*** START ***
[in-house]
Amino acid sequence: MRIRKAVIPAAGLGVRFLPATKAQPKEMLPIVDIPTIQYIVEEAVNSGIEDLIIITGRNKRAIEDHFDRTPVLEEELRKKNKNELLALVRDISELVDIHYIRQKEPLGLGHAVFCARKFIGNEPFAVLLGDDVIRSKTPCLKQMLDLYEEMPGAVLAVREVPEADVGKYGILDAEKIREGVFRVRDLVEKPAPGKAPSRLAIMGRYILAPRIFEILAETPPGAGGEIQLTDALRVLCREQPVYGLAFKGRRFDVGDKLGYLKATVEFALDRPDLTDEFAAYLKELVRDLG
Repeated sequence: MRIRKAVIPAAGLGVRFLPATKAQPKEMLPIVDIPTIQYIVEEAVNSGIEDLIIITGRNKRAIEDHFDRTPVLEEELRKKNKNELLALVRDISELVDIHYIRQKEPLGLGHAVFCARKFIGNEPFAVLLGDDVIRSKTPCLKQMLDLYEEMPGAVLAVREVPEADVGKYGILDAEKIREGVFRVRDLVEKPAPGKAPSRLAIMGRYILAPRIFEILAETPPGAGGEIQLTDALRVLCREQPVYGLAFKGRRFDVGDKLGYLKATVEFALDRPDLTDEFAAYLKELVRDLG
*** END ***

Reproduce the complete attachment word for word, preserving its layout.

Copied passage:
[in-house]
Amino acid sequence: MRIRKAVIPAAGLGVRFLPATKAQPKEMLPIVDIPTIQYIVEEAVNSGIEDLIIITGRNKRAIEDHFDRTPVLEEELRKKNKNELLALVRDISELVDIHYIRQKEPLGLGHAVFCARKFIGNEPFAVLLGDDVIRSKTPCLKQMLDLYEEMPGAVLAVREVPEADVGKYGILDAEKIREGVFRVRDLVEKPAPGKAPSRLAIMGRYILAPRIFEILAETPPGAGGEIQLTDALRVLCREQPVYGLAFKGRRFDVGDKLGYLKATVEFALDRPDLTDEFAAYLKELVRDLG
Repeated sequence: MRIRKAVIPAAGLGVRFLPATKAQPKEMLPIVDIPTIQYIVEEAVNSGIEDLIIITGRNKRAIEDHFDRTPVLEEELRKKNKNELLALVRDISELVDIHYIRQKEPLGLGHAVFCARKFIGNEPFAVLLGDDVIRSKTPCLKQMLDLYEEMPGAVLAVREVPEADVGKYGILDAEKIREGVFRVRDLVEKPAPGKAPSRLAIMGRYILAPRIFEILAETPPGAGGEIQLTDALRVLCREQPVYGLAFKGRRFDVGDKLGYLKATVEFALDRPDLTDEFAAYLKELVRDLG